The system will be demonstrated at the upcoming Radiological Society of
North America conference in Chicago. While other companies have been
working on wireless DR panels, Minnigh said this is the first one that
fits the dimensions of standard X-ray buckys.
That means it’s easy to upgrade rooms to DR – you simply replace the
X-ray cassette with the wireless panel. And in the off chance that the
wireless system is out of commission, you can substitute a film cassette
or a CR panel until the DR system is back online.
“No modifications to existing X-ray systems are needed and facilities
can continue to use the bucky with CR or film-based cassettes, if
desired,” said Diana Nole, president, digital medical solutions at
Carestream health. “In addition, the wireless functionality of the DRX-1
can improve efficiency by allowing a much more flexible workflow to meet
the specialized needs of each individual facility.”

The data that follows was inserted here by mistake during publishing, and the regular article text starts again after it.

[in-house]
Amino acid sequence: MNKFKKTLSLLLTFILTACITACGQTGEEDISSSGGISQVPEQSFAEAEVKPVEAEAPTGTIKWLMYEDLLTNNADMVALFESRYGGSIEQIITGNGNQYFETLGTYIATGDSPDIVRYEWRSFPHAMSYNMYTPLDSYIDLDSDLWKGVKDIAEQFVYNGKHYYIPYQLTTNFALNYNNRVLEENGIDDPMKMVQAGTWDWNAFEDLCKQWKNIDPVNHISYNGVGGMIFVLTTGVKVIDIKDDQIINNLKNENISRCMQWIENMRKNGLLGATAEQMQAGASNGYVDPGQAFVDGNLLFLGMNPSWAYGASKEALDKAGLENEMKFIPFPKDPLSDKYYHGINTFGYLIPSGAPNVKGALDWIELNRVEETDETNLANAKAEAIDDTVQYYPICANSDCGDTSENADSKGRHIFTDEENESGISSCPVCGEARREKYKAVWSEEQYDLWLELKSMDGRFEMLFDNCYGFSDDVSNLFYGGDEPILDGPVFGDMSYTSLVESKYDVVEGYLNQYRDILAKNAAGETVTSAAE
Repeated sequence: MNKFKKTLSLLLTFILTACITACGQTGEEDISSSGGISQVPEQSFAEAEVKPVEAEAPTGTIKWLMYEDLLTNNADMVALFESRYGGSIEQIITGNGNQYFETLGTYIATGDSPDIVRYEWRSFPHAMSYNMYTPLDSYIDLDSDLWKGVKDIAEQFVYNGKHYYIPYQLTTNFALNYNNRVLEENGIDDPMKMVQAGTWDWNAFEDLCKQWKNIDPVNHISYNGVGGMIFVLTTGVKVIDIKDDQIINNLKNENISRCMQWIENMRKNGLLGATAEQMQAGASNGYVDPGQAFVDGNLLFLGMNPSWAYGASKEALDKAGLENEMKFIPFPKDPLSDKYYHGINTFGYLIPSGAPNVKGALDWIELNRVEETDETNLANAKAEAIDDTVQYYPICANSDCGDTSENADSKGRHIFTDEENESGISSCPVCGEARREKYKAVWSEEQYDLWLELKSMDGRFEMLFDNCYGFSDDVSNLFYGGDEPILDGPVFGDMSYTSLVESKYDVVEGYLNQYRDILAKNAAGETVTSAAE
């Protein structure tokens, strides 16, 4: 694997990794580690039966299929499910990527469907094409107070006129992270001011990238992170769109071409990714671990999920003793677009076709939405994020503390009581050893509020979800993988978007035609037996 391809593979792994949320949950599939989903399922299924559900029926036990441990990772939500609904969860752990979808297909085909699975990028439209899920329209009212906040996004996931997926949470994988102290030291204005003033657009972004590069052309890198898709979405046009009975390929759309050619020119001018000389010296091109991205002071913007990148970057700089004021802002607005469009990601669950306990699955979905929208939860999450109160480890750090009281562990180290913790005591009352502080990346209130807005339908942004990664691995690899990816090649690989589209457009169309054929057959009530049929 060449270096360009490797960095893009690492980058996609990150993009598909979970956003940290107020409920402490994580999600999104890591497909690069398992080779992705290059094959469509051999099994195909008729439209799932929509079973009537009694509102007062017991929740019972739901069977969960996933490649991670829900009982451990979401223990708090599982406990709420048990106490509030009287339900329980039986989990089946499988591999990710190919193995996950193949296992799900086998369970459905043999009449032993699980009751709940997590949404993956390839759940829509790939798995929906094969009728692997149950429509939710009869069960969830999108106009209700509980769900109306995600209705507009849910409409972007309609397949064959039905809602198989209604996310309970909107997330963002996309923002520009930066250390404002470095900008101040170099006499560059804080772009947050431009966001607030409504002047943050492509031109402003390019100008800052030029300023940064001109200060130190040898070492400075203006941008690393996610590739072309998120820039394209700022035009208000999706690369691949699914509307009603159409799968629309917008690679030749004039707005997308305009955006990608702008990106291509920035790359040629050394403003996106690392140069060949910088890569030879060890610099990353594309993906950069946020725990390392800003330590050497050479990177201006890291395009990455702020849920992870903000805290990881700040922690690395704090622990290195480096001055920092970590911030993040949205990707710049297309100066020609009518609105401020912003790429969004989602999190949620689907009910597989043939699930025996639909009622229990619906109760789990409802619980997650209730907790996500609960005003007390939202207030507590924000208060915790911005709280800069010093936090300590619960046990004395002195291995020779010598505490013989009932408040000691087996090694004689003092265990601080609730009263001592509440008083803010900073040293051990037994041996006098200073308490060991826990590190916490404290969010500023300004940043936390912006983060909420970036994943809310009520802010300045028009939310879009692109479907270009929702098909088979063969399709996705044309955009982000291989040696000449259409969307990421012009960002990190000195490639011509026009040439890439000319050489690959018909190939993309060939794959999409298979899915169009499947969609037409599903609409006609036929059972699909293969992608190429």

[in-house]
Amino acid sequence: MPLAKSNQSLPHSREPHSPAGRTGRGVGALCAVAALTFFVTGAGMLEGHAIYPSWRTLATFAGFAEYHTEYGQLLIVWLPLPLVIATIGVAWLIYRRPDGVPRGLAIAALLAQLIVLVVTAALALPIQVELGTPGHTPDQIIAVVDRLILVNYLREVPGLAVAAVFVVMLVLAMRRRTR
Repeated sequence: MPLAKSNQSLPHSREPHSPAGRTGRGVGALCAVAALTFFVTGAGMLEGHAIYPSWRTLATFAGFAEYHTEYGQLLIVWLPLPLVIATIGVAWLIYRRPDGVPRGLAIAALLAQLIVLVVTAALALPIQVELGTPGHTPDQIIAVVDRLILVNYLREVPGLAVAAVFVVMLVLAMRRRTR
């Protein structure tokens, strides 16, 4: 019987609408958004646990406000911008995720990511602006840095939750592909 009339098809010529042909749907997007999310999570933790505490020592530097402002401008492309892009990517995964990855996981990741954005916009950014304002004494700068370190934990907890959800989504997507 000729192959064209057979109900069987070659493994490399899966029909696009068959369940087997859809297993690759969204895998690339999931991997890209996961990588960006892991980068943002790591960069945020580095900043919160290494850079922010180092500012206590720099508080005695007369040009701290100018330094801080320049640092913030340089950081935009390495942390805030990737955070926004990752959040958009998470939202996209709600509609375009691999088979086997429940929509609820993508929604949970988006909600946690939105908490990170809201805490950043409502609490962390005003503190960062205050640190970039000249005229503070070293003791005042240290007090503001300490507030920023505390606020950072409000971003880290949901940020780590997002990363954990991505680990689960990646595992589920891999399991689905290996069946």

According to the company, the DRX-1 can be used in general radiology,
trauma, orthopaedics and virtually all other X-ray exams.
The system is being sold with one panel, which can be inserted into a
table bucky or upright stand, as needed. But Minnigh noted that each
DRX-1 console can support up to three wireless panels. Additional panels
will cost approximately $100,000 each.
Image quality is at 139 um pixel pitch, the company said. The panels are
durable, and have been designed to sustain a drop from three feet.
They’re expected to handle about 56,000 exposures a year, with a
lifespan of seven to eight years.
Privacy of electronic records enhanced using masking techniques
By Pat Jeselon and Ruth Yeo
Some say there is no need to be concerned about
personal privacy, as we have none anyway. Others express great concern